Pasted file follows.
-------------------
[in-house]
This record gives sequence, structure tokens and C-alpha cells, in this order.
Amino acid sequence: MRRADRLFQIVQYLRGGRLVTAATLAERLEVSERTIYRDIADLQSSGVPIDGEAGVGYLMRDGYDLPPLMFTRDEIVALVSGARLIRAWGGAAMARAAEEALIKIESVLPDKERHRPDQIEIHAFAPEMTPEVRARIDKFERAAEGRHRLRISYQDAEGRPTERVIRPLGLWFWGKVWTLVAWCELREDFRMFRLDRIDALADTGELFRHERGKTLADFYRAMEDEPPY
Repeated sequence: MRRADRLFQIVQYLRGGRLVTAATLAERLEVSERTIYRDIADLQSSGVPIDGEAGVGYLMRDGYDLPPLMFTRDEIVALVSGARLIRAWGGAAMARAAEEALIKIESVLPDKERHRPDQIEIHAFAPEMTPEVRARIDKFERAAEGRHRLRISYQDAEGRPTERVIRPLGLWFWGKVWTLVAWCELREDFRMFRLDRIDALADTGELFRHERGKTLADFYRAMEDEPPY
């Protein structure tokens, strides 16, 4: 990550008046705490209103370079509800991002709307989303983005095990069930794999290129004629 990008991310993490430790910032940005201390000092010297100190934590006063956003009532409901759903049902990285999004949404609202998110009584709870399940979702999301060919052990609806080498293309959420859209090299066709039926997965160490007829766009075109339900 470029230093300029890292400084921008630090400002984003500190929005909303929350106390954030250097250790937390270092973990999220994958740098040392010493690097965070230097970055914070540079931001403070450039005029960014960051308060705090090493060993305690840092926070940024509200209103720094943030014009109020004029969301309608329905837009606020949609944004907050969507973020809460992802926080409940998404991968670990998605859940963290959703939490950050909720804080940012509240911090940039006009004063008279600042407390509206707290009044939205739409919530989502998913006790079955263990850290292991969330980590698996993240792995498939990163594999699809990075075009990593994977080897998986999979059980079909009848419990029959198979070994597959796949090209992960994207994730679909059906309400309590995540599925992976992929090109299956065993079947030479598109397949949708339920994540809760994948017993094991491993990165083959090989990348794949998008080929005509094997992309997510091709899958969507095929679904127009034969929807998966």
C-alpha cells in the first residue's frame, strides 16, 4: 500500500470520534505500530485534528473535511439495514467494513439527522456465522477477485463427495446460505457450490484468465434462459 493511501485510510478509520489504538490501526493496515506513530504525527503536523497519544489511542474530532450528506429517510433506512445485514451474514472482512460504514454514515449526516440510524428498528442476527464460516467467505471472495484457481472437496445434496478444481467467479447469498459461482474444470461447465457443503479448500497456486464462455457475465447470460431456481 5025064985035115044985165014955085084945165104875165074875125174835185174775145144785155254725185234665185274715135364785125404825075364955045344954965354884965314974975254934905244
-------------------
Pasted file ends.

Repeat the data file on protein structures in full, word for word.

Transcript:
[in-house]
This record gives sequence, structure tokens and C-alpha cells, in this order.
Amino acid sequence: MRRADRLFQIVQYLRGGRLVTAATLAERLEVSERTIYRDIADLQSSGVPIDGEAGVGYLMRDGYDLPPLMFTRDEIVALVSGARLIRAWGGAAMARAAEEALIKIESVLPDKERHRPDQIEIHAFAPEMTPEVRARIDKFERAAEGRHRLRISYQDAEGRPTERVIRPLGLWFWGKVWTLVAWCELREDFRMFRLDRIDALADTGELFRHERGKTLADFYRAMEDEPPY
Repeated sequence: MRRADRLFQIVQYLRGGRLVTAATLAERLEVSERTIYRDIADLQSSGVPIDGEAGVGYLMRDGYDLPPLMFTRDEIVALVSGARLIRAWGGAAMARAAEEALIKIESVLPDKERHRPDQIEIHAFAPEMTPEVRARIDKFERAAEGRHRLRISYQDAEGRPTERVIRPLGLWFWGKVWTLVAWCELREDFRMFRLDRIDALADTGELFRHERGKTLADFYRAMEDEPPY
């Protein structure tokens, strides 16, 4: 990550008046705490209103370079509800991002709307989303983005095990069930794999290129004629 990008991310993490430790910032940005201390000092010297100190934590006063956003009532409901759903049902990285999004949404609202998110009584709870399940979702999301060919052990609806080498293309959420859209090299066709039926997965160490007829766009075109339900 470029230093300029890292400084921008630090400002984003500190929005909303929350106390954030250097250790937390270092973990999220994958740098040392010493690097965070230097970055914070540079931001403070450039005029960014960051308060705090090493060993305690840092926070940024509200209103720094943030014009109020004029969301309608329905837009606020949609944004907050969507973020809460992802926080409940998404991968670990998605859940963290959703939490950050909720804080940012509240911090940039006009004063008279600042407390509206707290009044939205739409919530989502998913006790079955263990850290292991969330980590698996993240792995498939990163594999699809990075075009990593994977080897998986999979059980079909009848419990029959198979070994597959796949090209992960994207994730679909059906309400309590995540599925992976992929090109299956065993079947030479598109397949949708339920994540809760994948017993094991491993990165083959090989990348794949998008080929005509094997992309997510091709899958969507095929679904127009034969929807998966």
C-alpha cells in the first residue's frame, strides 16, 4: 500500500470520534505500530485534528473535511439495514467494513439527522456465522477477485463427495446460505457450490484468465434462459 493511501485510510478509520489504538490501526493496515506513530504525527503536523497519544489511542474530532450528506429517510433506512445485514451474514472482512460504514454514515449526516440510524428498528442476527464460516467467505471472495484457481472437496445434496478444481467467479447469498459461482474444470461447465457443503479448500497456486464462455457475465447470460431456481 5025064985035115044985165014955085084945165104875165074875125174835185174775145144785155254725185234665185274715135364785125404825075364955045344954965354884965314974975254934905244